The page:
Is the Right Way to Brush?

Proper brushing
takes at least two minutes — that’s right, 120 seconds! Most adults do not come
close to brushing that long. To get a feel for the time involved, try using a stopwatch.
To properly brush your teeth, use short, gentle strokes, paying extra attention
to the gumline,
hard-to-reach back teeth and areas around fillings,
or other restoration. Concentrate on thoroughly cleaning
each section as follows:

  • Clean the
    outer surfaces of your upper teeth, then your lower teeth
  • Clean the
    inner surfaces of your upper teeth, then your lower teeth
  • Clean the
    chewing surfaces
  • For
    fresher breath, be sure to brush your tongue, too

What Type of Toothbrush Should I Use?
Most dental professionals agree that a soft-bristled brush is best for removing plaque and debris from your teeth. Small-headed brushes are also preferable, since they can better reach all areas of the mouth, including hard-to-reach back teeth. For many, a powered toothbrush is a good alternative. It can do a better job of cleaning teeth, particularly for those who have difficulty brushing or who have limited manual dexterity.

The American Dental Association does not endorse either a manual or electric toothbrush. In fact, electric and manual toothbrushes can have the same effectiveness if used properly. Electric toothbrushes do have a better maneuvering power; they can get around the gums and sides of teeth better. Electric toothbrushes are also an agent in the removal of plague. However, the decision-making factors for electric or manual would be in cost and features that appeal to you.

Manual Toothbrush: The manual toothbrush is the teeth-brushing method most are accustomed to. The manual toothbrush has a plastic handle with nylon bristles on the head of the toothbrush. The manual toothbrush comes in many bristle styles and could have some special features.

The manual toothbrush can come in the following formats: crisscrossed, extra-long, multi-level bristles; polished, rounded bristle tips; textured bristles; cupped-bristle to enhance whitening; erogonmic handles with special grips; tapered or angled brush head; gum stimulators; and tongue cleaner pads.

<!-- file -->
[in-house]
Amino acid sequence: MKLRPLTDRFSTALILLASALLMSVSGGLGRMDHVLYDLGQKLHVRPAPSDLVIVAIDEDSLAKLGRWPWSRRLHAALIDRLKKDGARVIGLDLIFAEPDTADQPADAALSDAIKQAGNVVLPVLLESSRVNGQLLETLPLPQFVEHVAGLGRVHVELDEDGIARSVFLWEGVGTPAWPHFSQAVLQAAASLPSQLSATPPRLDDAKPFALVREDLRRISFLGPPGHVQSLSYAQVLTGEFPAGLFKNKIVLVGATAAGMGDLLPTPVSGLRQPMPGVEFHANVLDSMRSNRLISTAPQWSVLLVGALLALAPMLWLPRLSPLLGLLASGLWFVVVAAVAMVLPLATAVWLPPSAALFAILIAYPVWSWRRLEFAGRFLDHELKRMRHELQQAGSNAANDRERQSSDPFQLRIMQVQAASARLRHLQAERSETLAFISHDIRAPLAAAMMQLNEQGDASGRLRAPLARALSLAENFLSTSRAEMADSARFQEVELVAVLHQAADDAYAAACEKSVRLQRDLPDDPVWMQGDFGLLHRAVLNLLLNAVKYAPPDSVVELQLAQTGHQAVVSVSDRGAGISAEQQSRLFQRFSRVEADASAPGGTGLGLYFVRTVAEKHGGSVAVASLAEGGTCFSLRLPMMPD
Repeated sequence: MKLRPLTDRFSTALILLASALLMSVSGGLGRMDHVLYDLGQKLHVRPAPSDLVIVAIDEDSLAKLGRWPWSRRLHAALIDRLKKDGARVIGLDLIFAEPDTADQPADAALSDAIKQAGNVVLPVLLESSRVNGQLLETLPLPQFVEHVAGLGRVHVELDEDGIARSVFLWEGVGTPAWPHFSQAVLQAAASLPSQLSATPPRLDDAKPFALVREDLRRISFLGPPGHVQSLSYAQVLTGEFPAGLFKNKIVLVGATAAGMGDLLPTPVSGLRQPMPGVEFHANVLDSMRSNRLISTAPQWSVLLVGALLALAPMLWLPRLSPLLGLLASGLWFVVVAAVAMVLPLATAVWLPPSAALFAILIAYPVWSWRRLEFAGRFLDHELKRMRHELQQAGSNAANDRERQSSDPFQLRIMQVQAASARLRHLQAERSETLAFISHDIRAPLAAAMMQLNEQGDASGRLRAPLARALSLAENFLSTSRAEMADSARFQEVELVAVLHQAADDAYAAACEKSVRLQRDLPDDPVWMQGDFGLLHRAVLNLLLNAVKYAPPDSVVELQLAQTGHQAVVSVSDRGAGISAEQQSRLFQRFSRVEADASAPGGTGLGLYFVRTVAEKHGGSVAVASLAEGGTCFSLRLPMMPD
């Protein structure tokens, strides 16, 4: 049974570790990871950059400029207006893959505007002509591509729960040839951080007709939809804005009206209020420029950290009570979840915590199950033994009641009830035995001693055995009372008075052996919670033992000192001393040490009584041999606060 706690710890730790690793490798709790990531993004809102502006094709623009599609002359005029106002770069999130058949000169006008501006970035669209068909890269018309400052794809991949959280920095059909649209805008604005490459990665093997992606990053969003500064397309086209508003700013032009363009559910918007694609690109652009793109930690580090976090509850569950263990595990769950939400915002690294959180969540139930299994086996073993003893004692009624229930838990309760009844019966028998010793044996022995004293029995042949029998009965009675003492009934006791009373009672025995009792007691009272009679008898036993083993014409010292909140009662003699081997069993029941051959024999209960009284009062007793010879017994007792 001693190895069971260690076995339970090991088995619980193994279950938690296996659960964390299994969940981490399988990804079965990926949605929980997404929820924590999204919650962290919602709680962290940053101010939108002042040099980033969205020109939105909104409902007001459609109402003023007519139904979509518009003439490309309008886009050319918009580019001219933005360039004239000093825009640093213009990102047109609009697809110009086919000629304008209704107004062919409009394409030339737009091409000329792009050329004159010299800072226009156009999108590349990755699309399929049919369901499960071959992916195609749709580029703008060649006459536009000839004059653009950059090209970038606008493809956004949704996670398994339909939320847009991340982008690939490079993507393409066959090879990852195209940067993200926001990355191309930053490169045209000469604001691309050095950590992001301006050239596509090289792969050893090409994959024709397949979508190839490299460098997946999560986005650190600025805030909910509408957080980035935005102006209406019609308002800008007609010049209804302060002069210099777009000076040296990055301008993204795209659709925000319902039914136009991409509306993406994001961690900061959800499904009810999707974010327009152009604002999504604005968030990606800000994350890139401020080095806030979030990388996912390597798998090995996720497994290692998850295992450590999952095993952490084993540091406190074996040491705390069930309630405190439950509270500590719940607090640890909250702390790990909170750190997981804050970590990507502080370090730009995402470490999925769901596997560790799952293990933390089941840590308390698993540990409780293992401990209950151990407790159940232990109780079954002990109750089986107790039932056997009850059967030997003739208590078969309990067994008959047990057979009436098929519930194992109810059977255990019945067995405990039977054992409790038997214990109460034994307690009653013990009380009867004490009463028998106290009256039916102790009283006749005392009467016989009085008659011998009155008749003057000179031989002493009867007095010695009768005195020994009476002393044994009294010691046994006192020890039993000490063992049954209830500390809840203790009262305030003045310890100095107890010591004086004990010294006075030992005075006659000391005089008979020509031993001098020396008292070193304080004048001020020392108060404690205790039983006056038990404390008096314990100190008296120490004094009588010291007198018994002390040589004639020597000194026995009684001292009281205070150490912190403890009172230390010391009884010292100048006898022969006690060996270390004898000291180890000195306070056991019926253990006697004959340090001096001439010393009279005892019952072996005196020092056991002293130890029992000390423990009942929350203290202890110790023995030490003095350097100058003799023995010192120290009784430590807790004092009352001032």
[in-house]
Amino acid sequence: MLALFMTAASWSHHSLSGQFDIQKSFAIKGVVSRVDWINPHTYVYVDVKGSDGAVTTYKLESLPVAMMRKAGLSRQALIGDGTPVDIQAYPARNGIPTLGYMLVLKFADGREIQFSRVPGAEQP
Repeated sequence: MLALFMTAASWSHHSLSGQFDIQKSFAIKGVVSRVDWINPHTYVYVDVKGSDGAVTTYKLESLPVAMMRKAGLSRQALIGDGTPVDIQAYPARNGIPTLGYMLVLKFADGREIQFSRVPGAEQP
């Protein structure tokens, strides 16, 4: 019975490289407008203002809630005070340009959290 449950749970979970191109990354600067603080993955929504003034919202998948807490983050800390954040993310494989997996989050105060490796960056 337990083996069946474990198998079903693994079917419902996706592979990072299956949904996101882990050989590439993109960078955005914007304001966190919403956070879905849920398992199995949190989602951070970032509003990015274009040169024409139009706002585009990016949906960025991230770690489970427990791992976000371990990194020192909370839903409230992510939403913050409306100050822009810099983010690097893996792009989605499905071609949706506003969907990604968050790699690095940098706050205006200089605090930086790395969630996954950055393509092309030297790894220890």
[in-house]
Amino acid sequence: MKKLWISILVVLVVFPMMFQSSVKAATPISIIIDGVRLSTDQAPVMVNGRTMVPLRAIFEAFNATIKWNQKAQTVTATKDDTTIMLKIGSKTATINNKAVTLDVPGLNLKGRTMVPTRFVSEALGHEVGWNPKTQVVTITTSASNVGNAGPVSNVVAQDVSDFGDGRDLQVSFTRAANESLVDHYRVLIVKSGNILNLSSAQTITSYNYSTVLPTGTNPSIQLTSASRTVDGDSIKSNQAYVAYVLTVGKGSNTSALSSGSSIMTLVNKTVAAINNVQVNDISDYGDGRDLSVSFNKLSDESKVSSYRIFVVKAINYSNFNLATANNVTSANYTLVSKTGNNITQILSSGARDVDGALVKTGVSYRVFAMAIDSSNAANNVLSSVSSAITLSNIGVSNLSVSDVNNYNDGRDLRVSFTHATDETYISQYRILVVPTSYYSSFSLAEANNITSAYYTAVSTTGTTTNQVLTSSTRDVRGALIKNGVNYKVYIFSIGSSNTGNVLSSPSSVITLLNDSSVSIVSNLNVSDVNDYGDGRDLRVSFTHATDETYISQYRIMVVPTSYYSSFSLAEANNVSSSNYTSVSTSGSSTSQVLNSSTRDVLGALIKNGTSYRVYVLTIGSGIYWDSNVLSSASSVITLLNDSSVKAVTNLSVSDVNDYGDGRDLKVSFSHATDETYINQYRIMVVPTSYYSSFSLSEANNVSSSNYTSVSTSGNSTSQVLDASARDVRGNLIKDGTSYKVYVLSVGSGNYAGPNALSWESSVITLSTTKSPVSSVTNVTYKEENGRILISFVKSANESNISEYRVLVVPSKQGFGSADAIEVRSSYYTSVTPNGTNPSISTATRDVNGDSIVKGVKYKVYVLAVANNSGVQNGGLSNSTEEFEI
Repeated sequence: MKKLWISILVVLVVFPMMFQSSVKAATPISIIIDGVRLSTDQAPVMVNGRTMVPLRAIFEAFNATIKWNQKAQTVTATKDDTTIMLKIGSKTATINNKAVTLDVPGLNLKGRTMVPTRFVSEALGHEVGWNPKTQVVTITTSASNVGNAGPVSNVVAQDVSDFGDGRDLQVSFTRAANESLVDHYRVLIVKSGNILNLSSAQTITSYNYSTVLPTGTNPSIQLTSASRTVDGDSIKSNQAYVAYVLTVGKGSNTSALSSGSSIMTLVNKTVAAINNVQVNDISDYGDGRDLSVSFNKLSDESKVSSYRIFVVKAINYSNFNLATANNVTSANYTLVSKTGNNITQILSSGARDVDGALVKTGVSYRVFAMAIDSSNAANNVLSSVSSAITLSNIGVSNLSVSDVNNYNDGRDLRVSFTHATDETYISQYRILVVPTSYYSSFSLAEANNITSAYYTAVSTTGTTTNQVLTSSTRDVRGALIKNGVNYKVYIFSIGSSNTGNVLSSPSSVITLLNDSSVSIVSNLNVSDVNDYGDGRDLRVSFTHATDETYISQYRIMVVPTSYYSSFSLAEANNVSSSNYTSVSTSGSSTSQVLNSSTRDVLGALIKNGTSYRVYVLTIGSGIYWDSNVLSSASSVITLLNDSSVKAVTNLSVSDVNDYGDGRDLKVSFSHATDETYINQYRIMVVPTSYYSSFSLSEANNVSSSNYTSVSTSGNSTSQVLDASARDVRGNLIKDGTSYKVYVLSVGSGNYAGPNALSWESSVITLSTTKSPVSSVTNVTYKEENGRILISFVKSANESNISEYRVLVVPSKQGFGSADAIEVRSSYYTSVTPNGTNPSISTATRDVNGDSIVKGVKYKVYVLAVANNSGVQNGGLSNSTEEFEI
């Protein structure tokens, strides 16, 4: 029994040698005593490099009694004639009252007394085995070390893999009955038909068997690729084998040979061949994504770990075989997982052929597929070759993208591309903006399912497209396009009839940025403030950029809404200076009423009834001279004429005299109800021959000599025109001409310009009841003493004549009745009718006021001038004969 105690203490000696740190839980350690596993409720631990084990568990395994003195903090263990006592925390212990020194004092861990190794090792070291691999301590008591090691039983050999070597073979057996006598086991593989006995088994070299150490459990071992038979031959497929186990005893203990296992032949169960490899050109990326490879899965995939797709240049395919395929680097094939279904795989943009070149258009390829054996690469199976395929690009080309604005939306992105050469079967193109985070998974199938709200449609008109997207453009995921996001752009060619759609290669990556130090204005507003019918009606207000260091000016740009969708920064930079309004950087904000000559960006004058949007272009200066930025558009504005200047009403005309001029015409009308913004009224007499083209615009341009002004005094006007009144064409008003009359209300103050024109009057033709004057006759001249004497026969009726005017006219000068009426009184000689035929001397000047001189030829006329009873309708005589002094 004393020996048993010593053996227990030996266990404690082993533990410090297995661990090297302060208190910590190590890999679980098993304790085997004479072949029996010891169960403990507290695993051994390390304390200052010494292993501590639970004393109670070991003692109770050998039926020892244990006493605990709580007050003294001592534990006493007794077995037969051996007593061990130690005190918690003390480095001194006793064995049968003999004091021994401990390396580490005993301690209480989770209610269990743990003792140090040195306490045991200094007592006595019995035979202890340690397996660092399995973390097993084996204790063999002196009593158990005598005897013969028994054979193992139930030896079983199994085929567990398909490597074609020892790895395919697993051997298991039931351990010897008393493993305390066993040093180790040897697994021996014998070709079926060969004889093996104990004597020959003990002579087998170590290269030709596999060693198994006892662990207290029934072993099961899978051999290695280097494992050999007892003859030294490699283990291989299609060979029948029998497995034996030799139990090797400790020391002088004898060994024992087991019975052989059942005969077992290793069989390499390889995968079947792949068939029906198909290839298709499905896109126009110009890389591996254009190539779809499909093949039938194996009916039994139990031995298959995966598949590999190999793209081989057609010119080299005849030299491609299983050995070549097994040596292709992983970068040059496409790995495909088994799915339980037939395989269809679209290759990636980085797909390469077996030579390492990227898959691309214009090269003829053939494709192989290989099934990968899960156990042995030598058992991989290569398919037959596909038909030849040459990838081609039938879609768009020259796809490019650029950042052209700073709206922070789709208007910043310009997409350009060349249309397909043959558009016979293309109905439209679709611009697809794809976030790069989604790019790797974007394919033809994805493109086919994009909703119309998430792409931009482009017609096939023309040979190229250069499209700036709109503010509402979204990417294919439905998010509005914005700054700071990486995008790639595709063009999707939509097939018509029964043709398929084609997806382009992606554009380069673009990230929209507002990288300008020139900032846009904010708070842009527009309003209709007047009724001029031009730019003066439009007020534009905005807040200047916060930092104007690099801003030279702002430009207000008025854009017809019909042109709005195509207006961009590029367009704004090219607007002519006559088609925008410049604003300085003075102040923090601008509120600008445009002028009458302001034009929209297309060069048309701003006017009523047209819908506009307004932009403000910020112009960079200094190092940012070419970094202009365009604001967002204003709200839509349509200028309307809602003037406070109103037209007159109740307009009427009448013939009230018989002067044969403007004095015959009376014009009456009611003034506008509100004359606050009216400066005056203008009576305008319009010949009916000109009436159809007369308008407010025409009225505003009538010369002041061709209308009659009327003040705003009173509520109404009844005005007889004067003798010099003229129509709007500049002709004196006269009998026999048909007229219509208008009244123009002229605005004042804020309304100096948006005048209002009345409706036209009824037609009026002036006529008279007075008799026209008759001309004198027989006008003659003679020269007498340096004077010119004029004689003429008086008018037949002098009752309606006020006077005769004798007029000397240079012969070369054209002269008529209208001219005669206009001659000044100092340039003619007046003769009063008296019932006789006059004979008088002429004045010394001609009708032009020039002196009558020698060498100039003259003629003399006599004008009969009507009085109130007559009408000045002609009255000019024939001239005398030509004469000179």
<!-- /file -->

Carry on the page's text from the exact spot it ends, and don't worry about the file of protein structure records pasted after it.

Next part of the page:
Electric Toothbrush: The electric or power toothbrush is part of the new wave of technology. The toothbrush has a rechargeable battery case that can be plugged into any outlet. Many of the electric toothbrush features are hi-tech and could promote better brushing habits.

Some of the hi-tech features of the electric toothbrush include: various brushing modes, some for sensitive teeth or whitening and gum massaging features; pressure signals to indicate when brushing too hard; timers to time the length of brushing each quadrant of the mouth; digital reminders to alert when it is time to change toothbrush head; oscillating-rotating or sonic technology; and compatible brushing heads to choose the best bristle type for each person.

How Important is the Toothpaste I Use?
It is important that you use a toothpaste that’s right for you. Today there is a wide variety of toothpaste designed for many conditions, including cavities, gingivitis, tartar, stained teeth and sensitivity. Ask your dentist or dental hygienist which toothpaste is right for you.

How Often Should I Replace My Toothbrush?
You should replace your toothbrush when it begins to show wear, or every three months, whichever comes first. It is also very important to change toothbrushes after you’ve had a cold, since the bristles can collect germs that can lead to re-infection.